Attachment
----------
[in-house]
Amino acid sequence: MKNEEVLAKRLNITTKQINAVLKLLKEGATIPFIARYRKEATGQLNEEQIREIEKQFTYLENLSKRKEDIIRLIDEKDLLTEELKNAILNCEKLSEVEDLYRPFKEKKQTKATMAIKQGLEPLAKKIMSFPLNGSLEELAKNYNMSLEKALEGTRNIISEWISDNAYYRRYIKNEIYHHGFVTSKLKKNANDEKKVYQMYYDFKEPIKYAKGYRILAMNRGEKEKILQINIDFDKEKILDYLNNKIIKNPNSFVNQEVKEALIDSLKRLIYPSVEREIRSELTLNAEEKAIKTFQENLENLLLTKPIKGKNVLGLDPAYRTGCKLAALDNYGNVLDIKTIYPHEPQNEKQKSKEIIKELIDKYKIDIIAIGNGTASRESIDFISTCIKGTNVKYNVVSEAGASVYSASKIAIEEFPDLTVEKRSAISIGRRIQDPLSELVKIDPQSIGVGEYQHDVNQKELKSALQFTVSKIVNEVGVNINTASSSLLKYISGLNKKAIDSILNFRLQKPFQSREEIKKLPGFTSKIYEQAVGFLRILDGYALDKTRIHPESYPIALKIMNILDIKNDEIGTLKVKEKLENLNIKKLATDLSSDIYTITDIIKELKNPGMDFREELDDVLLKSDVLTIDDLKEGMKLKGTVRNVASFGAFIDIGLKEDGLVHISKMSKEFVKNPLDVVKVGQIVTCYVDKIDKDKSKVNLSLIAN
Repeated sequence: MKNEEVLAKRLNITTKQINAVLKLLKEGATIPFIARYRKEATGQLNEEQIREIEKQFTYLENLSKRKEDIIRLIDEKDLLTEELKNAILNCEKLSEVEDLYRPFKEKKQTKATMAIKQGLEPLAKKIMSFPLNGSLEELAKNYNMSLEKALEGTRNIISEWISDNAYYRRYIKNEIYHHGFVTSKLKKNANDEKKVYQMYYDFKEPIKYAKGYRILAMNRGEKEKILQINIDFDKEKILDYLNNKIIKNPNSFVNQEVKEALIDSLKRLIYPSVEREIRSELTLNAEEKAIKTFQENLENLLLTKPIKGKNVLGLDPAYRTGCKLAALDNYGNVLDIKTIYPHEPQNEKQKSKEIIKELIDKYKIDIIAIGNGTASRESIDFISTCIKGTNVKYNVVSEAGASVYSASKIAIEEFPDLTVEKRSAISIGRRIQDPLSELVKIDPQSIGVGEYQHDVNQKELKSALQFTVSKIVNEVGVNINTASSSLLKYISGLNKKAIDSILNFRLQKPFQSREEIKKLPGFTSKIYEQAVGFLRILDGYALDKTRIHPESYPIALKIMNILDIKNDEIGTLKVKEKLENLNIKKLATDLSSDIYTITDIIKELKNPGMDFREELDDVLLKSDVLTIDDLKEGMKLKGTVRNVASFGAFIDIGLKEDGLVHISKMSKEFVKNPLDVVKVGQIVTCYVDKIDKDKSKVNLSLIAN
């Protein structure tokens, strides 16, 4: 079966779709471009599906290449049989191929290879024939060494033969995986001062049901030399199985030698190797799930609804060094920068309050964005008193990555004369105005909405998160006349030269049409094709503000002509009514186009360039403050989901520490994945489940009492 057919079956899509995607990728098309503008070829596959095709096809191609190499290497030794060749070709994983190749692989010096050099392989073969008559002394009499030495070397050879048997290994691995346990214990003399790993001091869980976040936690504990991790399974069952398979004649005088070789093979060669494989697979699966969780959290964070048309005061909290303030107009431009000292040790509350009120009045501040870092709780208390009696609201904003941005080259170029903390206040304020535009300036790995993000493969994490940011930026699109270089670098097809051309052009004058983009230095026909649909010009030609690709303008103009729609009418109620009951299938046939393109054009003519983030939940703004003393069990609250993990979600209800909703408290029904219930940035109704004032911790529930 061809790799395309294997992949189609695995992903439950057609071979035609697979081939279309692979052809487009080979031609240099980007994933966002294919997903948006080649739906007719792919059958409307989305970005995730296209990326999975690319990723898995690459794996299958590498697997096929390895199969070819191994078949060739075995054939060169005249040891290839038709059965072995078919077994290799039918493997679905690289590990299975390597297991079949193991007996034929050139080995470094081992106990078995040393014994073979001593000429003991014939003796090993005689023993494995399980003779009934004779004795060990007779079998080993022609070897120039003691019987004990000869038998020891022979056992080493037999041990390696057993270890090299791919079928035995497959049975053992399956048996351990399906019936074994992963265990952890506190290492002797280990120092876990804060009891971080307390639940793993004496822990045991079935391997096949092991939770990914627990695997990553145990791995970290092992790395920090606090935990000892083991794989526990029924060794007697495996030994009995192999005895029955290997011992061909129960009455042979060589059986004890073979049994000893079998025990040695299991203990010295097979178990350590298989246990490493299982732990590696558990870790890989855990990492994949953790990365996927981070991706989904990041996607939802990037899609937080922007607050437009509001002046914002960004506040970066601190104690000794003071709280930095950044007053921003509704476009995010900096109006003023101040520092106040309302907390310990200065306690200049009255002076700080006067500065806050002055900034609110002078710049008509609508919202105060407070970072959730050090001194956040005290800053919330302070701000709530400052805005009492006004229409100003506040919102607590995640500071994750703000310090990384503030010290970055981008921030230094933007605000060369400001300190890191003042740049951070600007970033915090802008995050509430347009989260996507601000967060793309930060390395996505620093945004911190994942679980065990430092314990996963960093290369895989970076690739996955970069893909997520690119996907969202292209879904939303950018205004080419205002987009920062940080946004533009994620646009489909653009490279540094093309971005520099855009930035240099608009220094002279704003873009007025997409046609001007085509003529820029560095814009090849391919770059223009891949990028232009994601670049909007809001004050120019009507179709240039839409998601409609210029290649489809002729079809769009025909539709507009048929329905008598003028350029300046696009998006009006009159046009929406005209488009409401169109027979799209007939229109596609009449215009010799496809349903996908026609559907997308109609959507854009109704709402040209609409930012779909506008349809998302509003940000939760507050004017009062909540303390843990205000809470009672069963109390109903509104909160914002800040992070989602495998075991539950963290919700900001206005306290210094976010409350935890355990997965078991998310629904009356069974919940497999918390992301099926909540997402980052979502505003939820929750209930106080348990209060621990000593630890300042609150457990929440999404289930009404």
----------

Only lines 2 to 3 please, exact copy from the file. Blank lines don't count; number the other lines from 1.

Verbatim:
Amino acid sequence: MKNEEVLAKRLNITTKQINAVLKLLKEGATIPFIARYRKEATGQLNEEQIREIEKQFTYLENLSKRKEDIIRLIDEKDLLTEELKNAILNCEKLSEVEDLYRPFKEKKQTKATMAIKQGLEPLAKKIMSFPLNGSLEELAKNYNMSLEKALEGTRNIISEWISDNAYYRRYIKNEIYHHGFVTSKLKKNANDEKKVYQMYYDFKEPIKYAKGYRILAMNRGEKEKILQINIDFDKEKILDYLNNKIIKNPNSFVNQEVKEALIDSLKRLIYPSVEREIRSELTLNAEEKAIKTFQENLENLLLTKPIKGKNVLGLDPAYRTGCKLAALDNYGNVLDIKTIYPHEPQNEKQKSKEIIKELIDKYKIDIIAIGNGTASRESIDFISTCIKGTNVKYNVVSEAGASVYSASKIAIEEFPDLTVEKRSAISIGRRIQDPLSELVKIDPQSIGVGEYQHDVNQKELKSALQFTVSKIVNEVGVNINTASSSLLKYISGLNKKAIDSILNFRLQKPFQSREEIKKLPGFTSKIYEQAVGFLRILDGYALDKTRIHPESYPIALKIMNILDIKNDEIGTLKVKEKLENLNIKKLATDLSSDIYTITDIIKELKNPGMDFREELDDVLLKSDVLTIDDLKEGMKLKGTVRNVASFGAFIDIGLKEDGLVHISKMSKEFVKNPLDVVKVGQIVTCYVDKIDKDKSKVNLSLIAN
Repeated sequence: MKNEEVLAKRLNITTKQINAVLKLLKEGATIPFIARYRKEATGQLNEEQIREIEKQFTYLENLSKRKEDIIRLIDEKDLLTEELKNAILNCEKLSEVEDLYRPFKEKKQTKATMAIKQGLEPLAKKIMSFPLNGSLEELAKNYNMSLEKALEGTRNIISEWISDNAYYRRYIKNEIYHHGFVTSKLKKNANDEKKVYQMYYDFKEPIKYAKGYRILAMNRGEKEKILQINIDFDKEKILDYLNNKIIKNPNSFVNQEVKEALIDSLKRLIYPSVEREIRSELTLNAEEKAIKTFQENLENLLLTKPIKGKNVLGLDPAYRTGCKLAALDNYGNVLDIKTIYPHEPQNEKQKSKEIIKELIDKYKIDIIAIGNGTASRESIDFISTCIKGTNVKYNVVSEAGASVYSASKIAIEEFPDLTVEKRSAISIGRRIQDPLSELVKIDPQSIGVGEYQHDVNQKELKSALQFTVSKIVNEVGVNINTASSSLLKYISGLNKKAIDSILNFRLQKPFQSREEIKKLPGFTSKIYEQAVGFLRILDGYALDKTRIHPESYPIALKIMNILDIKNDEIGTLKVKEKLENLNIKKLATDLSSDIYTITDIIKELKNPGMDFREELDDVLLKSDVLTIDDLKEGMKLKGTVRNVASFGAFIDIGLKEDGLVHISKMSKEFVKNPLDVVKVGQIVTCYVDKIDKDKSKVNLSLIAN